Every year, I take two weeks off in the summer to spend time with my family and friends. The best part of the past couple weeks is I shut down my phone and skip all the chaos on social media. Morning show Producer Kristen let me know that several people called during my absence thinking that I had coronavirus. I don’t. Although I haven’t taken a test for the virus nor have I taken the anti-body test, so I guess I should say, I am not a confirmed case.

Of course as I’ve been saying for months now, the tests are only a snapshot in time and have no bearing on general public health. You can relax. First of all, the tests themselves, specifically for antibodies, may be inaccurate FIFTY PERCENT of the time! And that’s according to the CDC. Beyond that, the scare from waves of positive tests in states like Florida are in many cases skewed because negative tests are under-reported.

The real challenge is that politicians have been moving the goal posts since the pandemic started. First it was all about “flattening the curve”, then we were told to “stop the spread”. At first, these goals seemed to make sense when put into the context of making sure we had enough capacity to treat the sick and offer beds for those who were critical. To paraphrase a former President, ’mission accomplished.' That’s right, we did it. We stayed home and the virus peaked in April and then dissipated. Policy makers will have years to sort out whether the shut down, stay-at-home orders and other government restrictions actually had the intended impact, but here we are.

Since the pandemic peaked in April, we are now almost in August and we’re being told to stay socially distant and mask up. Why? If we slowed the spread enough to make sure that we now have mostly open hospitals, why are we continuing to act as if other humans are somehow toxic? If we look at the real numbers in Florida, the hospitalization situation is pretty much on par with an average month in the Sunshine State. Here’s the pull quote:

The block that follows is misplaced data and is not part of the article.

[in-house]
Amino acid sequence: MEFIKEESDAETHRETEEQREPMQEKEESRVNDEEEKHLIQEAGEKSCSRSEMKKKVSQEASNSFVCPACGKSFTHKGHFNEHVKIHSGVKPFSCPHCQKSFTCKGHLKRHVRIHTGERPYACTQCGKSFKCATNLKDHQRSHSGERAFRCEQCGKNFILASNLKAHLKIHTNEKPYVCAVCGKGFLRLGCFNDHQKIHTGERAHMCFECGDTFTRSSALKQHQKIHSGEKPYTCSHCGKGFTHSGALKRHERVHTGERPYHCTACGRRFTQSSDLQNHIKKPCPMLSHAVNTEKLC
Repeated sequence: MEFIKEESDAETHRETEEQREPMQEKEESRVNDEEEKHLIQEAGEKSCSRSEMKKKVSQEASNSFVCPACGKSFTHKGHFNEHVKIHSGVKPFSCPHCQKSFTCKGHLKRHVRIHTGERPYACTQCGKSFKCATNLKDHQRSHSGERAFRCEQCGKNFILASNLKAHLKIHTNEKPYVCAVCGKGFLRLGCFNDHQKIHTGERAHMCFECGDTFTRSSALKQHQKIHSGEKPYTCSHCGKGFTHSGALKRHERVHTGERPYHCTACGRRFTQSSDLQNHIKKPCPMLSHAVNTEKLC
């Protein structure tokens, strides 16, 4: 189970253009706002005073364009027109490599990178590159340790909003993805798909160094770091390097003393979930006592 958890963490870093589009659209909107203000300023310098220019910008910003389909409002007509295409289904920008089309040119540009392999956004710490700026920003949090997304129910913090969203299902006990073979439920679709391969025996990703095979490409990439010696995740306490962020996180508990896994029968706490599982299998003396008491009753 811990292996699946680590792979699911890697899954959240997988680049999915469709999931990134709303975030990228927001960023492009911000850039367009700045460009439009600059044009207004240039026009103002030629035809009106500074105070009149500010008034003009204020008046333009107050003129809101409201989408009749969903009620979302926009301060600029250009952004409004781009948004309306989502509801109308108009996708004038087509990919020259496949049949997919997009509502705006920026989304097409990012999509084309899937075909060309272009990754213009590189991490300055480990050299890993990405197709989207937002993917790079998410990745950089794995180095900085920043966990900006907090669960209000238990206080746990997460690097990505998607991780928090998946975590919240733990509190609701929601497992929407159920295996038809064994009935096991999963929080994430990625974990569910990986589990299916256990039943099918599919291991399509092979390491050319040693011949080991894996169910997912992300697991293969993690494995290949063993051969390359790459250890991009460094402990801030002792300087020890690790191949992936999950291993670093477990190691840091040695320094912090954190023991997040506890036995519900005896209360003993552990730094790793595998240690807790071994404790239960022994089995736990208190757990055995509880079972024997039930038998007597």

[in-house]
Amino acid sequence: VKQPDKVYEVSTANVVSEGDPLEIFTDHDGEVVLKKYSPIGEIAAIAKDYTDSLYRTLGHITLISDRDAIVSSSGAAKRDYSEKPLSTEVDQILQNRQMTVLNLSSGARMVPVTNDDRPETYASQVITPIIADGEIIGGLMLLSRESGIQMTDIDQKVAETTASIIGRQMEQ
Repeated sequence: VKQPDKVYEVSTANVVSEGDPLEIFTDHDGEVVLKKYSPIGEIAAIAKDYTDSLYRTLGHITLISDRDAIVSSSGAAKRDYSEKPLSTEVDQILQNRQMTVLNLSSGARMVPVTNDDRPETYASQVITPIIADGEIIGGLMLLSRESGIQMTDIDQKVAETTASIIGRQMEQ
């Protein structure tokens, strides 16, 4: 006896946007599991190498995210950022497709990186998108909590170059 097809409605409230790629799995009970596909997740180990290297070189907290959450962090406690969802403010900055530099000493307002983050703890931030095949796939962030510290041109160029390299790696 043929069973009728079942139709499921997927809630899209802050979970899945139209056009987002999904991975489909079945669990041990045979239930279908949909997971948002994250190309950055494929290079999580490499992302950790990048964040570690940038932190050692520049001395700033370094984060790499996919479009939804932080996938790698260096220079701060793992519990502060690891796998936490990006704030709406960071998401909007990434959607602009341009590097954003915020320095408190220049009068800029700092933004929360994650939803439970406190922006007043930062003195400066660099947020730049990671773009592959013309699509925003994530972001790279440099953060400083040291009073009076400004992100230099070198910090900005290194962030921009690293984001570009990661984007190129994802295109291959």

The director of infection prevention at UF Health in Jacksonville, Chad Neilsen, told News4Jax this level of occupation in ICUs is not uncommon.

“It’s all very flexible and fluid depending on the patient scenario in our hospital,” Neilsen said. “We probably run on average about 70% ICU occupied anyway. During the winter, most hospitals are running closer to 80 to 85% ICU occupancy. So the numbers can fluctuate quite a bit.” - www.news4jax.com

So why the constant drum beat for masks and distance? In my opinion, it’s all about control. If you remain scared and dependent on government to save you then the government can justify just about any tax raising, liberty limiting action they desire. In New Jersey, that’s exactly what they’re doing. Look at the fact that in South Dakota they had a spectacular July Fourth fireworks display with thousands on hand, not masked and not socially distant, and no discernible ‘spike’ in disease. So we have concrete evidence that the masks are essentially ineffective among the general public and even if there is a so-called spike in disease, coronavirus is simply not going to negatively impact most people.

The virus is not as deadly as the politicians want you to think. Remember, fear is the main driver here. The risk they are trying to force you to avoid is a positive coronavirus test. But why? We know who the vulnerable people are and we know that most people even if sick, will be fine. We also know that kids are nearly risk-free when it comes to the deadly nature of the disease. We also know that asymptomatic people RARELY spread the virus and infect others. We also know that casual contact in public, inside or outside, especially that is not sustained for a continued period or in confined quarters, is safe for most humans.

Why then the public masking and continued shut down on healthy people? Seems the actions of your government have nothing to do with public health and everything to do with increasing the power of the corrupt bureaucrats who currently occupy Trenton.

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The post above reflects the thoughts and observations of New Jersey 101.5 talk show host Bill Spadea. Any opinions expressed are Bill's own. Bill Spadea is on the air weekdays from 6 to 10 a.m., talkin’ Jersey, taking your calls at 1-800-283-1015.

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